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Seven Steps to Maximize Desktop Speed

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Seven Steps to Maximize Desktop Speed

· Java Zone
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Just released, a free O’Reilly book on Reactive Microsystems: The Evolution of Microservices at Scale. Brought to you in partnership with Lightbend.

Black Friday and Cyber Monday are now less than a month away, which means that eCommerce sites should be wrapping up their optimization techniques and testing their platforms in preparation for the influx of traffic. We’ve offered advice on how to optimize your website speed, how to prepare for website failures to minimize their impact, how to learn from the previous eCommerce season, and finally, how to test site capacity and functionality to ensure that traffic spikes don’t cripple your systems.

Yet even after doing all that, you may still be finding yourself lying in bed awake at night, worried that something has slipped your mind. It’s understandable. After all, this is the biggest time of the year for an eCommerce site, with the outcome often making or breaking your entire fiscal year.

But fear not, because we’re here to provide some final checklists to help you rest easy knowing that you’ve done anything and everything to prepare for success. First up, your desktop site:


1. Lighten Up Page Design

Exclude or minimize elements such as ads, personalization, content optimization, tracking pixels, and other unnecessary embellishments that might impact performance. Doing so speeds up the rendering of the page on the browser and reduces load on the servers.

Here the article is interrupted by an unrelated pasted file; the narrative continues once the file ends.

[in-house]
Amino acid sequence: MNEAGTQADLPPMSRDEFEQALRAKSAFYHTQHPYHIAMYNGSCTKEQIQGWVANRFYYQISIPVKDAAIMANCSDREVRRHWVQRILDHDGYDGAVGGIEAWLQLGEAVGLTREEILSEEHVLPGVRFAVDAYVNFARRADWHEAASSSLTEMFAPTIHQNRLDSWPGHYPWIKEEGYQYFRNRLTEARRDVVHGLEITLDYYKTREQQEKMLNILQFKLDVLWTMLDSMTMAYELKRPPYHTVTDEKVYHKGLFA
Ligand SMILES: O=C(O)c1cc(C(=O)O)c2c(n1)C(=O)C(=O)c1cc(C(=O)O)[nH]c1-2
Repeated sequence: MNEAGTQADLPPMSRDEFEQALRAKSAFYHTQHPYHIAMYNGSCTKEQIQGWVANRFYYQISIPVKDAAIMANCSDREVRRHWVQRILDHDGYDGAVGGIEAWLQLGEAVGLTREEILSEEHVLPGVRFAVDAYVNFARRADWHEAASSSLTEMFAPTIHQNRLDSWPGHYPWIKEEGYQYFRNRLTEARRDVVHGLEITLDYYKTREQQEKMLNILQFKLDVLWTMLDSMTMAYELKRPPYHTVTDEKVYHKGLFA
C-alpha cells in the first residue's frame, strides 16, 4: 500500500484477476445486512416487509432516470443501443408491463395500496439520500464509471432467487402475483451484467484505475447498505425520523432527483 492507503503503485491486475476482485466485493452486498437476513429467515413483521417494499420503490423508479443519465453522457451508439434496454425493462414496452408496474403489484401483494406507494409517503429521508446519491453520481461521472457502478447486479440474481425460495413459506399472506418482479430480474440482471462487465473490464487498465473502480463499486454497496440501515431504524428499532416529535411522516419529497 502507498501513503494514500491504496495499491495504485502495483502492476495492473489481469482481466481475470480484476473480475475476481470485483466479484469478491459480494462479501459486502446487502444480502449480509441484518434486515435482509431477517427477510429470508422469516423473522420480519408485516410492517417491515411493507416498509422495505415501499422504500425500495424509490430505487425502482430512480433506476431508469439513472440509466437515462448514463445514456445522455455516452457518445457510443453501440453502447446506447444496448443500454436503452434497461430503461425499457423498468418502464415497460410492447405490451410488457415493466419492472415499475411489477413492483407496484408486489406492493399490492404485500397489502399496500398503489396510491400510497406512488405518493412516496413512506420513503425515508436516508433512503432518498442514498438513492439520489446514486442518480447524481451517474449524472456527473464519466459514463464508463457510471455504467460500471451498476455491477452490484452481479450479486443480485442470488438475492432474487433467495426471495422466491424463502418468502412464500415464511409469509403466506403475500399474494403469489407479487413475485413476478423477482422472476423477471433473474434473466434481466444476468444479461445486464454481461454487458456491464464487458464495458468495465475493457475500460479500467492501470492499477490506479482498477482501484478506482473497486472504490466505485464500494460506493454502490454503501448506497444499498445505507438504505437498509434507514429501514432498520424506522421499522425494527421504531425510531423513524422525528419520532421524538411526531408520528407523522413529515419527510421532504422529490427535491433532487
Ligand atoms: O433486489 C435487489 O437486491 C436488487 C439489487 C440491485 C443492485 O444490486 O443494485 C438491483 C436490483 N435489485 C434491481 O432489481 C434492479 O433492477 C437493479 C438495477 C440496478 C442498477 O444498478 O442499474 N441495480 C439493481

2. Optimize Third Party Provider Tags (non CDN)

Load third party provider tags asynchronously after Document Complete or remove them when not required during that time period. This will speed up the page load and eliminate any risks associated with their performance during this key time period.


3. Decrease Number of Requests

Decrease number of requests made by a webpage through elimination, sprites, data URIs, etc. Make sure Keep Alive is turned on.


4. Server Side Performance

Look at the data collected from your monitoring tools to find where you can optimize your infrastructure, front end code, SQL queries, databases, backend, etc.


5. Decrease Number of Bytes

Decrease the number of bytes of the entire page through elimination, file optimization, minifying content, and compression. Shrink large images while ensuring good image quality.


6. Defer Loading of JavaScript

Defer the loading and execution of JavaScript whenever possible in order to reduce the initial download size, and speed up the execution and rendering time.


7. Deliver Static Content from a CDN

Do not load static content like images, JavaScript, and stylesheets from the same host as the site. Host static content on a CDN, or other group of servers, relying on domains that do not set/store cookies. Serve your static content from two unique domains to increase the amount of parallel requests the browser can make.


If you have executed all of these steps, you’ve done as much as you can to keep your desktop site up and running. But remember that mobile sites are becoming more important every day, so check back tomorrow to make sure you’re covered there as well!

Strategies and techniques for building scalable and resilient microservices to refactor a monolithic application step-by-step, a free O'Reilly book. Brought to you in partnership with Lightbend.

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Published at DZone with permission of Mehdi Daoudi, DZone MVB. See the original article here.

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